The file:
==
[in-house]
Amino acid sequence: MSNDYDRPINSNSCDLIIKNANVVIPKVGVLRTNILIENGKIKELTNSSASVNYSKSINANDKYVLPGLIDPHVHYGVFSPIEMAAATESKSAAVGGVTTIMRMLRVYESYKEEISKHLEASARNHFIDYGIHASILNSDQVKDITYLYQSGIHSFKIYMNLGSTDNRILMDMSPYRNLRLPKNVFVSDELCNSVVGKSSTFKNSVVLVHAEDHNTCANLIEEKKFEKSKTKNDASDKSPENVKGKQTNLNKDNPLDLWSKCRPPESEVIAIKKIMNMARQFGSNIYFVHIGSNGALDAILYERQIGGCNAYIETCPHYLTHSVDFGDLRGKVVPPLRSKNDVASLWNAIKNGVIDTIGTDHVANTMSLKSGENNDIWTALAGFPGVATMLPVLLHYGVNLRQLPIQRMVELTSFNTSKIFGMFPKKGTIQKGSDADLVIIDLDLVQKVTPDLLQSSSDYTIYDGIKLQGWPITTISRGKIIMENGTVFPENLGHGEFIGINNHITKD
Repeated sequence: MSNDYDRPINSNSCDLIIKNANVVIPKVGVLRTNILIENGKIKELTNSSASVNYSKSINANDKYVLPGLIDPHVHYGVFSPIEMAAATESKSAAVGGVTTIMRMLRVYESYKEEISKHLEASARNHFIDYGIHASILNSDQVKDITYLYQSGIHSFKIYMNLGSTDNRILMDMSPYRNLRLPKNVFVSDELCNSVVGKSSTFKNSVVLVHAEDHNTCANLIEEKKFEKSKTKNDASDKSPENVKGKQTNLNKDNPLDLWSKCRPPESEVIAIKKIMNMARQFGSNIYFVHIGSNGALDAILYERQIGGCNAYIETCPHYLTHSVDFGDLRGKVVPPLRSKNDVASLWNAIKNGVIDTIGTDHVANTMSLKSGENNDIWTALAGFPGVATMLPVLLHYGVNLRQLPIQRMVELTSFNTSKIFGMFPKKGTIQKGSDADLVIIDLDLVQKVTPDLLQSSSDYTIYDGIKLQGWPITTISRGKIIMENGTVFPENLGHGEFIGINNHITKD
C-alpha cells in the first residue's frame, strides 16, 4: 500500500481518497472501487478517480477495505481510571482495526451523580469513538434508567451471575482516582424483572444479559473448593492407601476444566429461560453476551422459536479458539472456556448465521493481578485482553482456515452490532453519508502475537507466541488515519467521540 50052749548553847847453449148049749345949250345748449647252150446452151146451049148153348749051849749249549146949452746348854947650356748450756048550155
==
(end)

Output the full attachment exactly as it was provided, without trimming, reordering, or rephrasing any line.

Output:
[in-house]
Amino acid sequence: MSNDYDRPINSNSCDLIIKNANVVIPKVGVLRTNILIENGKIKELTNSSASVNYSKSINANDKYVLPGLIDPHVHYGVFSPIEMAAATESKSAAVGGVTTIMRMLRVYESYKEEISKHLEASARNHFIDYGIHASILNSDQVKDITYLYQSGIHSFKIYMNLGSTDNRILMDMSPYRNLRLPKNVFVSDELCNSVVGKSSTFKNSVVLVHAEDHNTCANLIEEKKFEKSKTKNDASDKSPENVKGKQTNLNKDNPLDLWSKCRPPESEVIAIKKIMNMARQFGSNIYFVHIGSNGALDAILYERQIGGCNAYIETCPHYLTHSVDFGDLRGKVVPPLRSKNDVASLWNAIKNGVIDTIGTDHVANTMSLKSGENNDIWTALAGFPGVATMLPVLLHYGVNLRQLPIQRMVELTSFNTSKIFGMFPKKGTIQKGSDADLVIIDLDLVQKVTPDLLQSSSDYTIYDGIKLQGWPITTISRGKIIMENGTVFPENLGHGEFIGINNHITKD
Repeated sequence: MSNDYDRPINSNSCDLIIKNANVVIPKVGVLRTNILIENGKIKELTNSSASVNYSKSINANDKYVLPGLIDPHVHYGVFSPIEMAAATESKSAAVGGVTTIMRMLRVYESYKEEISKHLEASARNHFIDYGIHASILNSDQVKDITYLYQSGIHSFKIYMNLGSTDNRILMDMSPYRNLRLPKNVFVSDELCNSVVGKSSTFKNSVVLVHAEDHNTCANLIEEKKFEKSKTKNDASDKSPENVKGKQTNLNKDNPLDLWSKCRPPESEVIAIKKIMNMARQFGSNIYFVHIGSNGALDAILYERQIGGCNAYIETCPHYLTHSVDFGDLRGKVVPPLRSKNDVASLWNAIKNGVIDTIGTDHVANTMSLKSGENNDIWTALAGFPGVATMLPVLLHYGVNLRQLPIQRMVELTSFNTSKIFGMFPKKGTIQKGSDADLVIIDLDLVQKVTPDLLQSSSDYTIYDGIKLQGWPITTISRGKIIMENGTVFPENLGHGEFIGINNHITKD
C-alpha cells in the first residue's frame, strides 16, 4: 500500500481518497472501487478517480477495505481510571482495526451523580469513538434508567451471575482516582424483572444479559473448593492407601476444566429461560453476551422459536479458539472456556448465521493481578485482553482456515452490532453519508502475537507466541488515519467521540 50052749548553847847453449148049749345949250345748449647252150446452151146451049148153348749051849749249549146949452746348854947650356748450756048550155